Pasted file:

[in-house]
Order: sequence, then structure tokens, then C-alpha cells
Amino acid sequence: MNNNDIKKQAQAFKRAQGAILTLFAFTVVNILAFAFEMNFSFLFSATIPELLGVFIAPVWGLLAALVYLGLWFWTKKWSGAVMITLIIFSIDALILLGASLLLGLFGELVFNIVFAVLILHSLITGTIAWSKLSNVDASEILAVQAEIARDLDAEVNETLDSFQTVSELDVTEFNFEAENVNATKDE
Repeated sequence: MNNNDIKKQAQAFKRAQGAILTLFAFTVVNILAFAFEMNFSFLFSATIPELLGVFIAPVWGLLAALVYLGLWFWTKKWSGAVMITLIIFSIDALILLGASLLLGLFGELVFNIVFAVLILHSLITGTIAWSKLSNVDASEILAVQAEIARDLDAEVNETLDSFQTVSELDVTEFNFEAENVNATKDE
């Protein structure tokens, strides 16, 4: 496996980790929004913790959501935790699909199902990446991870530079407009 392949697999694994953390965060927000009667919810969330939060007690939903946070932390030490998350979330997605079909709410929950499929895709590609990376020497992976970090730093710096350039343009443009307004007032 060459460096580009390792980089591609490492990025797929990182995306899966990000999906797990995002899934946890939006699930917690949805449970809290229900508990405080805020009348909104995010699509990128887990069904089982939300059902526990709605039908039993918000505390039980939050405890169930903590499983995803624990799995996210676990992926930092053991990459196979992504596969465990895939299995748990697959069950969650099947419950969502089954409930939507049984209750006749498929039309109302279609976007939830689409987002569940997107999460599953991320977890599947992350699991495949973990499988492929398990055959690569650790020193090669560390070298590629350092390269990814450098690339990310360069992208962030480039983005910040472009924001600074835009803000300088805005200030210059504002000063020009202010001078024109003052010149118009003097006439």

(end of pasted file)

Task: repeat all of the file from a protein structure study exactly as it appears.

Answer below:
[in-house]
Order: sequence, then structure tokens, then C-alpha cells
Amino acid sequence: MNNNDIKKQAQAFKRAQGAILTLFAFTVVNILAFAFEMNFSFLFSATIPELLGVFIAPVWGLLAALVYLGLWFWTKKWSGAVMITLIIFSIDALILLGASLLLGLFGELVFNIVFAVLILHSLITGTIAWSKLSNVDASEILAVQAEIARDLDAEVNETLDSFQTVSELDVTEFNFEAENVNATKDE
Repeated sequence: MNNNDIKKQAQAFKRAQGAILTLFAFTVVNILAFAFEMNFSFLFSATIPELLGVFIAPVWGLLAALVYLGLWFWTKKWSGAVMITLIIFSIDALILLGASLLLGLFGELVFNIVFAVLILHSLITGTIAWSKLSNVDASEILAVQAEIARDLDAEVNETLDSFQTVSELDVTEFNFEAENVNATKDE
């Protein structure tokens, strides 16, 4: 496996980790929004913790959501935790699909199902990446991870530079407009 392949697999694994953390965060927000009667919810969330939060007690939903946070932390030490998350979330997605079909709410929950499929895709590609990376020497992976970090730093710096350039343009443009307004007032 060459460096580009390792980089591609490492990025797929990182995306899966990000999906797990995002899934946890939006699930917690949805449970809290229900508990405080805020009348909104995010699509990128887990069904089982939300059902526990709605039908039993918000505390039980939050405890169930903590499983995803624990799995996210676990992926930092053991990459196979992504596969465990895939299995748990697959069950969650099947419950969502089954409930939507049984209750006749498929039309109302279609976007939830689409987002569940997107999460599953991320977890599947992350699991495949973990499988492929398990055959690569650790020193090669560390070298590629350092390269990814450098690339990310360069992208962030480039983005910040472009924001600074835009803000300088805005200030210059504002000063020009202010001078024109003052010149118009003097006439």